Geography

Geography

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Baghdad

Iraq, situated in what was ancient Mesopotamia, occupies the eastern wing of the Fertile Crescent, the relatively fertile area of land in the otherwise arid region of the Middle East and North Africa. Iraq is bordered to the north by Turkey, to the east by Iran, to the west by Syria and Jordan, and to the south by Saudi Arabia and Kuwait. It is one of the easternmost countries in the Arab world. The country sits at the same latitude as the southern United States. Iraq can be divided into four geographical regions: the Tigris-Euphrates alluvial plains in central and southeastern Iraq; Al-Jazeerah, an upland region in the north between the Tigris and Euphrates rivers; deserts in the west and south, covering about two-fifths of the country; and highlands in the north and northeast. The Tigris-Euphrates river system drains into Iraq, fed by melting winter snow in Turkey that gives Iraq viable soil to support agriculture, a major component of the economy.

Urban and Rural Settlement

Over three quarters of the Iraqi population lives in urban environments, mostly in Baghdad, Basra, Mosul, and Erbil. Baghdad, a major metropolis, and the capital, is the political, economic, and communications hub of Iraq. Close to one third of the total population of Iraq lives in Baghdad. Historically, Baghdad sits in the same area as Babylon. The city of Mosul, second only to Baghdad in its size, sits on the Tigris near the ruins of the ancient Assyrian capital of Nineveh and has recently experienced rapid growth.

Towns, hamlets and villages comprise the remainder of the population. These are situated throughout Iraq, but mostly in the lowlands and valleys around the Tigris and Euphrates rivers. Most of these populations depend on agriculture for their survival.

Facts about Iraq’s Geography
  • Fifth largest proven reserves of petroleum in the world.
  • Substantial reserves of natural gas.
  • The mountains, hills and plains of north and northeastern Iraq occupy about 35,500 square miles (92,000 square kilometers), about one-fifth of the country.
  • Dams form an important role in controlling flooding and permitting irrigation, and Iraq has many giant irrigation projects.
  • Area: 437,072 square kilometers; about the size of California.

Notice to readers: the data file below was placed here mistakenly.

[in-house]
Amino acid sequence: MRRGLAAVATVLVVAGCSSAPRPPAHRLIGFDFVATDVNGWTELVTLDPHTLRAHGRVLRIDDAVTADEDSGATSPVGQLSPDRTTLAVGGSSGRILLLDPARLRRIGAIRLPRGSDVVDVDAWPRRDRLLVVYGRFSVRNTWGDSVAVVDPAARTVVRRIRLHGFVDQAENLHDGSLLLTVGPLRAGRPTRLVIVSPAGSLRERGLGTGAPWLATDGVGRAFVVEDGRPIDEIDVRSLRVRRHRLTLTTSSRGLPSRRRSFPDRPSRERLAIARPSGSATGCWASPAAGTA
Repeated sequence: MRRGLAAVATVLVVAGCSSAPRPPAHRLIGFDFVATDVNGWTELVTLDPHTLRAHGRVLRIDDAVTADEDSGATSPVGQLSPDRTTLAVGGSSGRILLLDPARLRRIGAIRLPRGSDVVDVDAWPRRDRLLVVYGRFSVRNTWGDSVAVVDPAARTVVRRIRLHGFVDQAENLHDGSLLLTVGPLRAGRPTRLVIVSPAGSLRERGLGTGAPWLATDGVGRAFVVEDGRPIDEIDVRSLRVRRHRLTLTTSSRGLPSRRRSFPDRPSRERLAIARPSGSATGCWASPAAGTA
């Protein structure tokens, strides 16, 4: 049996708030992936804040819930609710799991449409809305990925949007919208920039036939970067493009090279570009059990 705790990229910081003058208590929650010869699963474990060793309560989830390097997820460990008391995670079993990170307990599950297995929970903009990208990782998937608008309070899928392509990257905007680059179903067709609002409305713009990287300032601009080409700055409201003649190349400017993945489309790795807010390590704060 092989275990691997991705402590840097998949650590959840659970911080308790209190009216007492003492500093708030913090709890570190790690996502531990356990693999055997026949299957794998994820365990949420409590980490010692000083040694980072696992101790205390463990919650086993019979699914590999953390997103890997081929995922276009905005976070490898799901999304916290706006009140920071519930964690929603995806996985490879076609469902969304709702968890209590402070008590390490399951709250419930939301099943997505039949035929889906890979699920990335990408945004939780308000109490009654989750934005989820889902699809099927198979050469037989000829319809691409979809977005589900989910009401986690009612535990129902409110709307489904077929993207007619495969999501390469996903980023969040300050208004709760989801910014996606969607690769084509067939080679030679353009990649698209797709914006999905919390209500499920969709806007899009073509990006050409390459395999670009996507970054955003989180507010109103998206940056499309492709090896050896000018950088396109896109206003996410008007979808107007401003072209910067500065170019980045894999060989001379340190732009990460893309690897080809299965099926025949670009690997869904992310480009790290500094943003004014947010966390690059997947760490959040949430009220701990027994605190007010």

• Cities: Capital–Baghdad (7.2 million, 2006 estimate). Other cities–Basra, Mosul, Najaf, Karbala, Erbil, and Kirkuk.
  • Terrain: Alluvial plains, mountains and desert.
  • Climate: Mostly hot and dry.
Climate and Soil
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Iraqi Kurdistan Region

Iraq’s average temperature is 70 °F (21°C), and the average monthly rainfall is less than an inch (16 mm), depending on the season. There are two seasons, summer and winter, with only short transitional periods between the two. Summer lasts from May to October and is characterized by cloudless skies, hot temperatures, low humidity and no precipitation from June through September. Temperatures in Baghdad average 95 °F (35 °C), but have been recorded up to 123 °F (51 °C) during summers. During the winter, which lasts from December to February, temperatures are mild with bouts of hot and cold ranging between 35 and 60 °F (2 to 15 °C). Rainfall averages just over an inch per month (29 mm) between November and April.

Iraq has two climatic provinces: the hot, arid lowlands, including the alluvial plains and the deserts, and the damper northeast, where the higher elevation produces cooler temperatures. The lowlands are covered by heavy alluvial soils with a high proportion of clay that is suitable for cultivation and building materials. In the northeast, summer is shorter while the winter lasts longer. The greater winter rainfall sustains good seasonal pastures.

Common to all of Iraq is the steady northerly and northwesterly wind, which brings extremely dry air and a cloudless sky. Additionally, a southern and southeast wind brings dust storms throughout the year, but most frequently in the summer.

Plant and Animal Life
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Sheep herding in Iraq

Vegetation in Iraq is characterized by drought. Iraq’s arid climate and harsh terrain are not conducive to wildlife. The most common animals are birds, such as ducks, partridges, snipes and herons, and small mammals like badgers, otters, and muskrats. Gazelle also exist in the country’s remote deserts. Other wild animals include camels, pigs, jackals, foxes and rabbits. Various species of water buffalo are bred in the marshlands. Desert locusts, which are common across the Middle East, also live in Iraq. Few forests exist, with the exception of small oak forests in the north and northeast. Alpine plants grow in the cool, dry climate of the mountains. Shrubs and herbs grow in the more arid regions, and grasses and lush plants thrive along the Tigris and Euphrates rivers. Two of the most common lush plants are licorice and the date palm. By some estimates, Iraq has more than 22 million date trees. Other major crops include barley, wheat, watermelons, tomatoes, grapes, cucumbers, and oranges.